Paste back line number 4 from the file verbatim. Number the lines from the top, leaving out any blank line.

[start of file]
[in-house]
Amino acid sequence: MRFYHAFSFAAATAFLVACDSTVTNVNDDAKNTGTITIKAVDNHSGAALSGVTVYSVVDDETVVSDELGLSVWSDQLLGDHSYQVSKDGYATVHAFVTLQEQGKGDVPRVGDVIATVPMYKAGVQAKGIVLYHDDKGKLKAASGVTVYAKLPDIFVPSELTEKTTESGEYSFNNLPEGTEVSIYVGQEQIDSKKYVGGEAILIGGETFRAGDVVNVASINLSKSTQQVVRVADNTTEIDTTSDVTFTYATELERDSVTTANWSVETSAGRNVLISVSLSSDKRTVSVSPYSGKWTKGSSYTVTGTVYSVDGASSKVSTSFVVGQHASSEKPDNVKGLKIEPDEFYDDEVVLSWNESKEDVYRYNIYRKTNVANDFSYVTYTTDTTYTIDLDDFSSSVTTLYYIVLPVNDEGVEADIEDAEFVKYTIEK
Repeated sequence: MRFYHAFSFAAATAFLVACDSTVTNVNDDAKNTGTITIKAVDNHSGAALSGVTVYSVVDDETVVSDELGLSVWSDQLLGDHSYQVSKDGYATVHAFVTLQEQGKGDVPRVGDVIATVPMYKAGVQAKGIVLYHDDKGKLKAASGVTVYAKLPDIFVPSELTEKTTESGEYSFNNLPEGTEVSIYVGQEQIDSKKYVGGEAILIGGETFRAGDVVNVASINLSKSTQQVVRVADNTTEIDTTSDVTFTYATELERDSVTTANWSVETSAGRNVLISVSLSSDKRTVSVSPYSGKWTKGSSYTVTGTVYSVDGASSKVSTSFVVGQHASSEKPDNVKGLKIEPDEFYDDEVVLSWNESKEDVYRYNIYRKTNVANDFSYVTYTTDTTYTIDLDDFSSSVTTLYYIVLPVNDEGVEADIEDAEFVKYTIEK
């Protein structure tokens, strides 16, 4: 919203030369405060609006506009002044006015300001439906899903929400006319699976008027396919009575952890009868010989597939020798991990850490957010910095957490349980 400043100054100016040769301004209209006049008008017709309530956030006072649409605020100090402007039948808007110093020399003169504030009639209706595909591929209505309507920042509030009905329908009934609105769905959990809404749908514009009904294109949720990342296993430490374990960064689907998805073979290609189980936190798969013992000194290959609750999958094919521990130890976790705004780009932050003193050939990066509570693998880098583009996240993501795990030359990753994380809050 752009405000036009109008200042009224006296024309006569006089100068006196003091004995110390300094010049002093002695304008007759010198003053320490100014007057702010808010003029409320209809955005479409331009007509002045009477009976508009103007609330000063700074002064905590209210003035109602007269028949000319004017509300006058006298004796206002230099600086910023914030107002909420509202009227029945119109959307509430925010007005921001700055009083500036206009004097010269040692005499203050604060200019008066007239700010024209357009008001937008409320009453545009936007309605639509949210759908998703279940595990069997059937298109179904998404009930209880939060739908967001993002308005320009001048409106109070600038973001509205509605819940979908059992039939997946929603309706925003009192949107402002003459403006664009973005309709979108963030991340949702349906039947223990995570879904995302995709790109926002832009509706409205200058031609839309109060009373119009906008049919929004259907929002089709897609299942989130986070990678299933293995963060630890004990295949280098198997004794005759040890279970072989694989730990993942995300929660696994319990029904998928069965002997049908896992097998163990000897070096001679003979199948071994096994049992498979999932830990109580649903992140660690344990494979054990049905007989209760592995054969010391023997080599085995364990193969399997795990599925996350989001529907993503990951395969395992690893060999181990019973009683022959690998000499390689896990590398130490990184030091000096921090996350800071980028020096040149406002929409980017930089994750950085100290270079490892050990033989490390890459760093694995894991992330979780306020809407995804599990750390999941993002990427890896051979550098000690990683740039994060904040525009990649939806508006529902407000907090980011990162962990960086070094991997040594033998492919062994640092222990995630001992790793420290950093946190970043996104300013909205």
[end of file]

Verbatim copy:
């Protein structure tokens, strides 16, 4: 919203030369405060609006506009002044006015300001439906899903929400006319699976008027396919009575952890009868010989597939020798991990850490957010910095957490349980 400043100054100016040769301004209209006049008008017709309530956030006072649409605020100090402007039948808007110093020399003169504030009639209706595909591929209505309507920042509030009905329908009934609105769905959990809404749908514009009904294109949720990342296993430490374990960064689907998805073979290609189980936190798969013992000194290959609750999958094919521990130890976790705004780009932050003193050939990066509570693998880098583009996240993501795990030359990753994380809050 752009405000036009109008200042009224006296024309006569006089100068006196003091004995110390300094010049002093002695304008007759010198003053320490100014007057702010808010003029409320209809955005479409331009007509002045009477009976508009103007609330000063700074002064905590209210003035109602007269028949000319004017509300006058006298004796206002230099600086910023914030107002909420509202009227029945119109959307509430925010007005921001700055009083500036206009004097010269040692005499203050604060200019008066007239700010024209357009008001937008409320009453545009936007309605639509949210759908998703279940595990069997059937298109179904998404009930209880939060739908967001993002308005320009001048409106109070600038973001509205509605819940979908059992039939997946929603309706925003009192949107402002003459403006664009973005309709979108963030991340949702349906039947223990995570879904995302995709790109926002832009509706409205200058031609839309109060009373119009906008049919929004259907929002089709897609299942989130986070990678299933293995963060630890004990295949280098198997004794005759040890279970072989694989730990993942995300929660696994319990029904998928069965002997049908896992097998163990000897070096001679003979199948071994096994049992498979999932830990109580649903992140660690344990494979054990049905007989209760592995054969010391023997080599085995364990193969399997795990599925996350989001529907993503990951395969395992690893060999181990019973009683022959690998000499390689896990590398130490990184030091000096921090996350800071980028020096040149406002929409980017930089994750950085100290270079490892050990033989490390890459760093694995894991992330979780306020809407995804599990750390999941993002990427890896051979550098000690990683740039994060904040525009990649939806508006529902407000907090980011990162962990960086070094991997040594033998492919062994640092222990995630001992790793420290950093946190970043996104300013909205």